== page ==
Patients with gradual heart attack symptom onset took eight hours to get medical help compared to 2.6 hours for those with abrupt symptoms, a new report has found.

Heart attack symptoms can be gradual or abrupt and both situations are a medical emergency. A maximum delay of two hours is recommended to get fast treatment and the best outcomes. Serious complications and death are more likely beyond this window.

The study published in the European Journal of Cardiovascular Nursing was a secondary analysis of a prospective, multicentre study conducted in four US regions. The analysis included 474 patients presenting to the emergency department with acute coronary syndrome (myocardial infarction and unstable angina). Symptom characteristics and time from symptom onset to arrival in the emergency department were assessed using the ACS Patient Information Questionnaire. Women incorrectly labelled as having atypical symptoms for heart attack

Overall, the median gap between symptoms and arrival at the hospital was four hours. Symptoms came on abruptly in 56% of patients and emerged gradually in 44%. Both women and men sought medical help more quickly when they experienced abrupt pain.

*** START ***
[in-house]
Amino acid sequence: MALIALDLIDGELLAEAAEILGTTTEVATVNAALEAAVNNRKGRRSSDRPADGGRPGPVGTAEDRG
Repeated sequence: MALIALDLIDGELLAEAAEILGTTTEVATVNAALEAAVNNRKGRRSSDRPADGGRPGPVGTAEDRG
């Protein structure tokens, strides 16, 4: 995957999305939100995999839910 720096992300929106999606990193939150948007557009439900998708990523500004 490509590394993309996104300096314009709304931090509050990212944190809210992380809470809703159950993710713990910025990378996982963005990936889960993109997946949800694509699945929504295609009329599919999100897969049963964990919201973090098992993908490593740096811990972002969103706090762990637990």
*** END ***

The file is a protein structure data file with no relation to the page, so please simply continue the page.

Chest pain is a warning sign

“Nearly half of patients had a slow onset, so this is not uncommon,” said Dr Mirzaei. “The symptoms of acute coronary syndrome are non-specific, and interpretation is often challenging for patients. Chest pain, chest discomfort, and chest pressure are warning signs that an artery may be blocked, and patients should call the emergency medical services immediately.” What are the red flags for chest pain?

Symptoms were triggered by exertion in more than half (54%) of men with abrupt onset and a diagnosis of ST-elevation myocardial infarction (STEMI). This is a particularly serious type of heart attack requiring rapid restoration of blood flow to blocked arteries. Risky activities included climbing stairs, pulling, pushing, shovelling, heavy gardening, running, and jogging. Heart attacks in very young people on the rise

“Men with ischaemic heart disease or with multiple risk factors such as hypertension, diabetes, high cholesterol, or family history of heart disease should be aware that chest pain or discomfort after physical effort could be a heart attack,” said Dr Mirzaei.

Arrival by ambulance was associated with a shorter interval between the start of pain and hospital arrival. Just 45% of patients called an ambulance, while more than half (52%) used their own transport and 3% were transferred from another hospital.